Ahuilizapan (Mdz10v)

Ahuilizapan (Mdz10v)
Compound Glyph

Glyph or Iconographic Image Description: 

This compound glyph for Ahuillizapan has two principal elements, a man having enjoyment or pleasure [ahuilliz(tli)] in a structured water channel or canal (apantli). He is shown in partial profile, his upper body out of the water and facing us, but his head facing to the viewer's right. His skin is a flesh tone of tan or terracotta. The water channel (apantli) in this example, in a cross-section view, has a yellow bottom and sides, a feature that recurs in many different place glyphs in the Codex Mendoza. The water channel provides the phonetic indicator for the locative suffix -apan, which mean "on the water."

Description, Credit: 

Stephanie Wood

Added Analysis: 

Frances Karttunen sees āhuil- (enjoyment) and ā- (water) in the graphic elements, but for the reading of the place name she points to āhuiliz- ("the act of directing water," from āhuiā, "to wield water"). Thus, the graphic for pleasure is providing the phonetic dimension of water channeling and has no semantic role.

In some contexts, ahuiliztli indicates sexual pleasure, but this is difficult to assert here. Ahuiliztli, the personal name, is typically translated today as "Joy." There is also a Ballet Ahuiliztli and a preschool with this name today in Mexico, so the sexual component is not apparently paramount.

Some water channels can be much more elaborate than this one, having both red and yellow lines on three sides and, beyond that, a green exterior frame with pairs of yellow hash marks, all containing the water (typically painted turquoise, except when another color, such as red, is being stressed).

Berdan and Anawalt explain that this town came to be called Orizaba later in time.

Added Analysis, Credit: 

Stephanie Wood

Gloss Image: 
Gloss Diplomatic Transcription: 

ahuilizapan. puo

Gloss Normalization: 

Ahuilizapan, pueblo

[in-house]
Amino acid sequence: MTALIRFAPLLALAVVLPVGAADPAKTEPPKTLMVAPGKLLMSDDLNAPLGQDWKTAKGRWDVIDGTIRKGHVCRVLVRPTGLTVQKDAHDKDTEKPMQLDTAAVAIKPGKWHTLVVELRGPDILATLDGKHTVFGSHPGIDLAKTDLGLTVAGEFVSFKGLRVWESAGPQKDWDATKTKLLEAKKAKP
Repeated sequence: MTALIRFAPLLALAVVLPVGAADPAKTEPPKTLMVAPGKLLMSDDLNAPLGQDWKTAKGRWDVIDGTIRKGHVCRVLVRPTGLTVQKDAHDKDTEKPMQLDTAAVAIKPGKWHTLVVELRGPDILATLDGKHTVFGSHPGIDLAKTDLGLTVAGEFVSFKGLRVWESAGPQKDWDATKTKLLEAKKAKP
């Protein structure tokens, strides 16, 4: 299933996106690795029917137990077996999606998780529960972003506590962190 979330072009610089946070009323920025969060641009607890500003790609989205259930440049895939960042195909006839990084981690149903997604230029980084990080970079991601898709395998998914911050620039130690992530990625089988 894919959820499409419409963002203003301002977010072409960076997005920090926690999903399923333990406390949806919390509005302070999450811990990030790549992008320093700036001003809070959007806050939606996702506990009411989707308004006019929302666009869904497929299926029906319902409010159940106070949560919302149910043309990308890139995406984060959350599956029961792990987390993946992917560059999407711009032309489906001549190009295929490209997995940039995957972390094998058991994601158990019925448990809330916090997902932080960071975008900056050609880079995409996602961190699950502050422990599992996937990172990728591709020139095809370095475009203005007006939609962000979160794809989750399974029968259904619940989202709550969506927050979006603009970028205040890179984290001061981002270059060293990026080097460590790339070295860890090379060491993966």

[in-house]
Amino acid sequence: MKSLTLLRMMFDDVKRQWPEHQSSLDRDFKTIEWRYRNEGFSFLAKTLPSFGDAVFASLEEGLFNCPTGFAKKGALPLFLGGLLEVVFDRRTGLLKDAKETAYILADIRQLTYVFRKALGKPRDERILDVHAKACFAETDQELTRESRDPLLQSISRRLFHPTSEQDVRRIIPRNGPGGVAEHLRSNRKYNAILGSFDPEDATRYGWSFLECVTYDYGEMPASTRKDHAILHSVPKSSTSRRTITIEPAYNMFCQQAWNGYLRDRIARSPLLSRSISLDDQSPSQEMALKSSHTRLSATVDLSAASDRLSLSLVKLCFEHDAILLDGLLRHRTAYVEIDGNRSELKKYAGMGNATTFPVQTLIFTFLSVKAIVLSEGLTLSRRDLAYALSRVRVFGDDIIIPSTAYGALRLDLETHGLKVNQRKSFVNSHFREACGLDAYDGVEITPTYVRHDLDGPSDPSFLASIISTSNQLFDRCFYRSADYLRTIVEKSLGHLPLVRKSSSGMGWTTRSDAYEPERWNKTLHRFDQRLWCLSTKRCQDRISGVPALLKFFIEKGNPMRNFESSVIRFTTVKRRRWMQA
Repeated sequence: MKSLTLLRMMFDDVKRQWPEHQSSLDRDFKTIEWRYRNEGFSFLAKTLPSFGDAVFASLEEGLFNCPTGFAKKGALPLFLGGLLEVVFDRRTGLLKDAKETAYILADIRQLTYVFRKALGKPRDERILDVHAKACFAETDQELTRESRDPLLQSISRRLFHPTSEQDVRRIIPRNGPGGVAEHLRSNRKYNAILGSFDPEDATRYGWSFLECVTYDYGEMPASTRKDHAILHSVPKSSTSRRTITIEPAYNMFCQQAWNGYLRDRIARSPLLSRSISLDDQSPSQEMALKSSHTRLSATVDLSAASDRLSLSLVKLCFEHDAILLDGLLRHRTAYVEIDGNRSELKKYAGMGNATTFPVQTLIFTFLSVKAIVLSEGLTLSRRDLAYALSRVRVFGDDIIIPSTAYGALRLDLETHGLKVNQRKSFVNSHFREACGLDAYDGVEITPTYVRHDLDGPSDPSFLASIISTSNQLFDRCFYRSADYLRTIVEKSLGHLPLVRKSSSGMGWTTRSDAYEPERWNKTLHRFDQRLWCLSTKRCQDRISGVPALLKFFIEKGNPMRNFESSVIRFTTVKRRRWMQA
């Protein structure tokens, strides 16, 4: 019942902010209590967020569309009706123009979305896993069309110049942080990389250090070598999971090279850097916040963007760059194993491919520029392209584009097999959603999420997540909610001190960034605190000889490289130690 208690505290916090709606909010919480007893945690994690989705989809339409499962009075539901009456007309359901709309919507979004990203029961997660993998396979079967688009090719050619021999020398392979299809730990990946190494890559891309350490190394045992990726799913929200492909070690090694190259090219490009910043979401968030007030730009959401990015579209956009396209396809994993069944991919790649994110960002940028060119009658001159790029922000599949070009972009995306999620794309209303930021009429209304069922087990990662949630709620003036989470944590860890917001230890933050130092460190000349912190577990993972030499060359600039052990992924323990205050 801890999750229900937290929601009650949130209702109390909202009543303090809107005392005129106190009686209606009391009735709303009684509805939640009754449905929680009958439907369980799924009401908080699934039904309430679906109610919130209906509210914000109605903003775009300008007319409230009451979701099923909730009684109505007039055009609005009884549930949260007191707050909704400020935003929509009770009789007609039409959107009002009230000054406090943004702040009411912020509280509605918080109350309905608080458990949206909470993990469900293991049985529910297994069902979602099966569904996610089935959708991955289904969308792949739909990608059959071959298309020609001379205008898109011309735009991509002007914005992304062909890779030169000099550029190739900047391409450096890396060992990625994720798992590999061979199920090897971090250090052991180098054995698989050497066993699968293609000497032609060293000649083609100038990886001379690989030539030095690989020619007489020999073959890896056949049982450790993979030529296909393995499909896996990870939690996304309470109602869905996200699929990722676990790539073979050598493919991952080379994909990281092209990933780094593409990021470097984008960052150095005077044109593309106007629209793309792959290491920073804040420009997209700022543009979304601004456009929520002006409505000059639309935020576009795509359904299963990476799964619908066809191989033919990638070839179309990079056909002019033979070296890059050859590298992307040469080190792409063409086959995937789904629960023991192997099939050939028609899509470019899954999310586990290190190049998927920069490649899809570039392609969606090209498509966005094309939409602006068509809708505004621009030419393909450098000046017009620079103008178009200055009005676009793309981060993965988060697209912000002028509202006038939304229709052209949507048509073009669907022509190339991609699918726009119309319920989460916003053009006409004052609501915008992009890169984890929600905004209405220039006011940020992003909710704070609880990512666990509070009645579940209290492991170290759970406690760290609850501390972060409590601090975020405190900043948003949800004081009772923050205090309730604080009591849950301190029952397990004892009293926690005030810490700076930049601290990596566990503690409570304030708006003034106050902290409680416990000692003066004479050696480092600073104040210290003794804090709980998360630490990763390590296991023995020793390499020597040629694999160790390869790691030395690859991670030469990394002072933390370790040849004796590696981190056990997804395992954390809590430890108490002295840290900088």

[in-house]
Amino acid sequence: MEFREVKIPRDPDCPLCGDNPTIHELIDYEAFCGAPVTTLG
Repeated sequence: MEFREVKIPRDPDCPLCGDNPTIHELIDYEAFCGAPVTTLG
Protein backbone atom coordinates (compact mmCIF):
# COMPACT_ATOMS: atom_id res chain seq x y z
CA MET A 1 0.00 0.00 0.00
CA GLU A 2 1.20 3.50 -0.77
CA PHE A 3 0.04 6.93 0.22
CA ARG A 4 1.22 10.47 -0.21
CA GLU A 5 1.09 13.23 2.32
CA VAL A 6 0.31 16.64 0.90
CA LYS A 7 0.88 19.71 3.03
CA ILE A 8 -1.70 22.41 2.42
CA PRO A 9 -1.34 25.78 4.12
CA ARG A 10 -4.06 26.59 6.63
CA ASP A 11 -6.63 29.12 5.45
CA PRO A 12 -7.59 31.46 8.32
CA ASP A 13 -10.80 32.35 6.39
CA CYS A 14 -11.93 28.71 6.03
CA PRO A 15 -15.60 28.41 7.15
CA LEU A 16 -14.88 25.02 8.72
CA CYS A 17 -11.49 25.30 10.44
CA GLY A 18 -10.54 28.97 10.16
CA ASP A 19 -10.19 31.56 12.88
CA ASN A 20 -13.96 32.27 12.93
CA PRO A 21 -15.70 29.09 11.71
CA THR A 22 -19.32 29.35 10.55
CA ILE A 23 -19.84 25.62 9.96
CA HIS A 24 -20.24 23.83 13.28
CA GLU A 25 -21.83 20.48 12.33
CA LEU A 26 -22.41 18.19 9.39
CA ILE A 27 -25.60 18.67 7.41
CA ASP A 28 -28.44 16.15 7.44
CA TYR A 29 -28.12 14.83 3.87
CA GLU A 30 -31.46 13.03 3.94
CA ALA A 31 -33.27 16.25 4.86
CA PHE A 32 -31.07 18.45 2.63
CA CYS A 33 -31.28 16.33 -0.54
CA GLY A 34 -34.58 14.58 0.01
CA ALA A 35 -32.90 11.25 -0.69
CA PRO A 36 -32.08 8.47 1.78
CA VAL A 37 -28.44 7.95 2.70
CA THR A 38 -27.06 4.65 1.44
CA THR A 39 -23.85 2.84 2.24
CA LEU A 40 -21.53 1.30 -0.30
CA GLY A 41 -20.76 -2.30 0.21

Gloss Analysis, Credit: 

Stephanie Wood

Source Manuscript: 
Date of Manuscript: 

c. 1541, or by 1553 at the latest

Creator's Location (and place coverage): 

Mexico City

Semantic Categories: 
Syntax (patterns): 
Cultural Content, Credit: 

Stephanie Wood

Reading Order: 
Reading Order, Notes: 

Since the man appears to be half submerged and therefore inside the water, this is not really a front-to-back reading like so many glyphs with apantli.

Keywords: 

irrigation ditch, channel, canal, waterway, playfulness, joy, fun, pleasure, leisure, water, agua, canales, riego, alegría

Glyph or Iconographic Image: 
Relevant Nahuatl Dictionary Word(s): 
Karttunen’s Interpretation: 

"On the Irrigation Canals" -- In this reading, Frances Karttunen agrees with the Berdan and Anawalt translation. She does however give a different orthography for this place name, Ahuilizpan (omitting the "a" prior to the -pan locative). [Frances Karttunen, unpublished manuscript, used here with her permission.]

Additional Scholars' Interpretations: 

"On the Irrigation Canals" (Berdan and Anawalt, 1992, vol. 1, p. 170)

Glyph/Icon Name, Spanish Translation: 

Ahuiliz-āpan = "En las aguas alegres" (Miguel León-Portilla); o "En los canales de riego" (SW)

Spanish Translation, Credit: 

Miguel León-Portilla, "Los nombres de lugar en náhuatl," Estudios de Cultura Náhuatl 15 (1982), 43.

Image Source: 

Codex Mendoza, folio 10 verso, https://digital.bodleian.ox.ac.uk/objects/2fea788e-2aa2-4f08-b6d9-648c00..., image 31 of 188.

Image Source, Rights: 

The Bodleian Libraries, University of Oxford, hold the original manuscript, the MS. Arch. Selden. A. 1. This image is published here under the UK Creative Commons, “Attribution-NonCommercial-ShareAlike 3.0 License” (CC-BY-NC-SA 3.0).